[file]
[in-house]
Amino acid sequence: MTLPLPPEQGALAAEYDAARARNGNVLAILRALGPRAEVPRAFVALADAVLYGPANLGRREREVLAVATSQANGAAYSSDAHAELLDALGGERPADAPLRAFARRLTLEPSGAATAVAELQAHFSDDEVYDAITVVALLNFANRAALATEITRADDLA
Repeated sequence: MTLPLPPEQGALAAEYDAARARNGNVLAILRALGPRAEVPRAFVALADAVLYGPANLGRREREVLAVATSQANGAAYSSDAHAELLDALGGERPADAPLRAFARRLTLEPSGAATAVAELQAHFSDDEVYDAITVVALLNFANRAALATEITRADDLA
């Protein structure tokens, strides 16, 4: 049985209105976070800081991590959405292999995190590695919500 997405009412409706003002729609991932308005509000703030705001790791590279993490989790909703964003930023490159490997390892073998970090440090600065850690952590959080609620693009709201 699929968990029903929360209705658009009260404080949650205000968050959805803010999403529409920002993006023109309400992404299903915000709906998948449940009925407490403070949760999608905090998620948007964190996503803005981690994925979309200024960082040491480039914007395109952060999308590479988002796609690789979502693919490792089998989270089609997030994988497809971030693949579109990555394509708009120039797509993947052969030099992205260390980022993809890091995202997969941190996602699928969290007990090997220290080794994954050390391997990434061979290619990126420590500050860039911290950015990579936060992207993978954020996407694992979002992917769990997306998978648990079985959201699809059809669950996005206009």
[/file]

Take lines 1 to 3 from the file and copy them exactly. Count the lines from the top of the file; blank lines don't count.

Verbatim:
[in-house]
Amino acid sequence: MTLPLPPEQGALAAEYDAARARNGNVLAILRALGPRAEVPRAFVALADAVLYGPANLGRREREVLAVATSQANGAAYSSDAHAELLDALGGERPADAPLRAFARRLTLEPSGAATAVAELQAHFSDDEVYDAITVVALLNFANRAALATEITRADDLA
Repeated sequence: MTLPLPPEQGALAAEYDAARARNGNVLAILRALGPRAEVPRAFVALADAVLYGPANLGRREREVLAVATSQANGAAYSSDAHAELLDALGGERPADAPLRAFARRLTLEPSGAATAVAELQAHFSDDEVYDAITVVALLNFANRAALATEITRADDLA